A partial government shutdown enters its fifth day, with Congress convening for a session that promises no progress in breaking the impasse but will at least offer back pay to furloughed federal workers.
The GOP House is scheduled Saturday to vote on legislation backed by the White House and congressional Democrats that would make sure the 800,000 sidelined government employees would get their pay when the shutdown ends. The Senate is expected to clear it later, even as early as Saturday, for President Barack Obama’s signature.
Lawmakers keep replaying the same script on Capitol Hill: House Republicans under Speaker John Boehner pass piecemeal bills to reopen popular and politically sensitive programs — on Friday, disaster relief and food aid for the poor — while Democrats insist that the House vote on a straightforward Senate-passed measure to reopen all of government.
“The only thing standing between this Congress and an open government is Speaker Boehner’s refusal to allow a vote on a clean continuing resolution,” Rep. Chris Van Hollen, D-Md., said Friday.
There seemed little chance of that. For one thing, flinching by either side on the shutdown might be seen as weakening one’s hand in an even more important fight looming just over the horizon as the combatants in Washington increasingly shifted their focus to a midmonth deadline for averting a first-ever default.
“This isn’t some damn game,” Boehner, R-Ohio, said as the White House and Democrats held to their position of agreeing to negotiate only after the government is reopened and the $16.7 trillion debt limit raised. Republicans pointed to a quote in The Wall Street Journal from an anonymous White House official that “we are winning … It doesn’t really matter to us” how long the shutdown lasts.
At issue in the shutdown is a temporary funding measure to keep the government fully open through mid-November or mid-December. More than 100 stopgap continuing resolutions have passed without much difficulty since the last shutdown in 1996. But tea party Republicans, their urgency intensified by the rollout of health insurance marketplaces this month, are demanding concessions in Obama’s health care law as their price for the funding legislation, sparking the shutdown impasse with Democrats.
“The American people don’t want their government shut down and neither do I,” Boehner said. “All we’re asking for is to sit down and have a discussion and to bring fairness — reopen the government and bring fairness to the American people under Obamacare. It’s as simple as that. But it all has to begin with a simple discussion.”
Obama has repeatedly said he won’t negotiate on the temporary spending bill or upcoming debt limit measure, arguing they should be sent to him free of GOP add-ons. Congress, whether controlled by Democrats or Republicans, routinely sent Obama’s predecessor, George W. Bush, “clean” stopgap spending bills and debt-limit increases.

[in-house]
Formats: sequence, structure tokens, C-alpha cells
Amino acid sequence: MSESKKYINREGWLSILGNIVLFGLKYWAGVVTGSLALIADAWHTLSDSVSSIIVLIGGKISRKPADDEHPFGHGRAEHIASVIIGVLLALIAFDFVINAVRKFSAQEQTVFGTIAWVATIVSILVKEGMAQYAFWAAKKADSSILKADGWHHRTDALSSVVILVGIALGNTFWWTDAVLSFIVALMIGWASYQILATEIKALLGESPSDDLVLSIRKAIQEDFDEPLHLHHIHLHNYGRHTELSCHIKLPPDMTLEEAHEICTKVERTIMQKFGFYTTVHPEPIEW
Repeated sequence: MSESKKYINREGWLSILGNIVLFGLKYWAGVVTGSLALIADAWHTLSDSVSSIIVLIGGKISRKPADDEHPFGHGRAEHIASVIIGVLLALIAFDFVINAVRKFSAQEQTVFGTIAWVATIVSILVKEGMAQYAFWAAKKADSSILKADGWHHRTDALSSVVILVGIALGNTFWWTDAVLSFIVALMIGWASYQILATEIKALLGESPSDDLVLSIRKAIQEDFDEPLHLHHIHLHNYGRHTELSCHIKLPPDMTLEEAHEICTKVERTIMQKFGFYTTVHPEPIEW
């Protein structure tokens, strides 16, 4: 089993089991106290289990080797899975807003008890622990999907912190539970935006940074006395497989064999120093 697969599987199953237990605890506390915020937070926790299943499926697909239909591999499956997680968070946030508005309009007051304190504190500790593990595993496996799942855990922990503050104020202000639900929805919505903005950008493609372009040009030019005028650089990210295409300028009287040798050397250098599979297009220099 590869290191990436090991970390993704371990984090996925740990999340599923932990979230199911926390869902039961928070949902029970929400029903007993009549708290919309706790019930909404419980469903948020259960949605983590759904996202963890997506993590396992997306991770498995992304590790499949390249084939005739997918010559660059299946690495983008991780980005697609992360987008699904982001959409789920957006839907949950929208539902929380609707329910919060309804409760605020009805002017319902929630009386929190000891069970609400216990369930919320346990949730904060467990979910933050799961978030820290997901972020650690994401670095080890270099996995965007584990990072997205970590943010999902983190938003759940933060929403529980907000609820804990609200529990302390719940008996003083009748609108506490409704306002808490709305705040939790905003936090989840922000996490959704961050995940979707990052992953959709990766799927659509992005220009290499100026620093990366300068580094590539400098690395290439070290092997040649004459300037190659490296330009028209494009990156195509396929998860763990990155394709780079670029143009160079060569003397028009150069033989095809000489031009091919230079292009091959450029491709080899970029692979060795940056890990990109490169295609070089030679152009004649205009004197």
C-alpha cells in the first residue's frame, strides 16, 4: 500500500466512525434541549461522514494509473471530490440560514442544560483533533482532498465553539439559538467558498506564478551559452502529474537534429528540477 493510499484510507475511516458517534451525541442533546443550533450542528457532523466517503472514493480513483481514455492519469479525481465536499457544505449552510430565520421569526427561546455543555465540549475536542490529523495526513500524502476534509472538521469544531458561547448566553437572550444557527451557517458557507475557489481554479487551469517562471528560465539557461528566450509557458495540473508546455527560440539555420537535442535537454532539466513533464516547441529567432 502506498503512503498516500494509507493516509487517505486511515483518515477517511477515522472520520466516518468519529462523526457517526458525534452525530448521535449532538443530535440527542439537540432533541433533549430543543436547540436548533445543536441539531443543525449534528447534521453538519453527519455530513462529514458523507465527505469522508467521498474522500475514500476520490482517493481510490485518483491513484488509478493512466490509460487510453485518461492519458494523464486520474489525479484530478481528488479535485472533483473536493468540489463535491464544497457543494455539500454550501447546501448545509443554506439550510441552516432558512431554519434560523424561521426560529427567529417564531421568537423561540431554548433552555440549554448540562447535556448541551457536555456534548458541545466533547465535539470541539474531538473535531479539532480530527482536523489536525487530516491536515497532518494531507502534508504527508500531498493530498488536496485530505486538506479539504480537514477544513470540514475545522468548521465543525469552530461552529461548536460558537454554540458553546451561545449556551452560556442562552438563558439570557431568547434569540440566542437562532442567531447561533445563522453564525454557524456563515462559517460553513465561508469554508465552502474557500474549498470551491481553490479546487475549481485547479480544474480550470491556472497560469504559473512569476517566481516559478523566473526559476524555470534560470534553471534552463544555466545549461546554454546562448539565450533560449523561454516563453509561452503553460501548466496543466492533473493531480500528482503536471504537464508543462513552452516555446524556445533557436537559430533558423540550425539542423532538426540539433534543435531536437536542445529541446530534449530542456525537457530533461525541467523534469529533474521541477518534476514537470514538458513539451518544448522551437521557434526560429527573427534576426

House Republicans appeared to be shifting their demands, de-emphasizing their previous insistence on defunding the health care overhaul in exchange for re-opening the government. Instead, they ramped up calls for cuts in federal benefit programs and future deficits, items that Boehner has said repeatedly will be part of any talks on debt limit legislation.
Senate Majority Leader Harry Reid, D-Nev., and other Democrats blocked numerous attempts by Sen. Ted Cruz, R-Texas, to approve House-passed bills reopening portions of the government. The Texas Republican is a chief architect of the “Defund Obamacare” strategy and met earlier this week with allies in the House and an aide to House Majority Leader Eric Cantor, R-Va., to confer on strategy.
In a lengthy back-and-forth with Reid and other Democrats, Cruz blamed them and the White House for the impasse and accused them of a “my way or the highway” attitude.
But Sen. Carl Levin, D-Mich., likened the Republican strategy to “smashing a piece of crockery with a hammer, gluing two or three bits back together today, a couple more tomorrow, and two or three more the day after that.”
The shutdown led the White House to scrub a presidential trip to Asia, and the Bureau of Labor Statistics delayed its customary monthly report on joblessness as impacts of the partial shutdown spread.
Ironically, Boehner and the leadership more than two weeks ago outlined a strategy that envisioned avoiding a shutdown and instead using the debt limit bill as the arena for a showdown with Obama. Their hope was to win concessions from the White House in exchange for raising the debt limit and agreeing to changes in two rounds of across-the-board cuts, one that took place in the budget year that ended on Sept. 30 and the other in the 12 months that began the following day.
The strategy was foiled by the “Defund Obamacare” movement that Cruz, Sen. Mike Lee of Utah and tea party groups generated over the summer.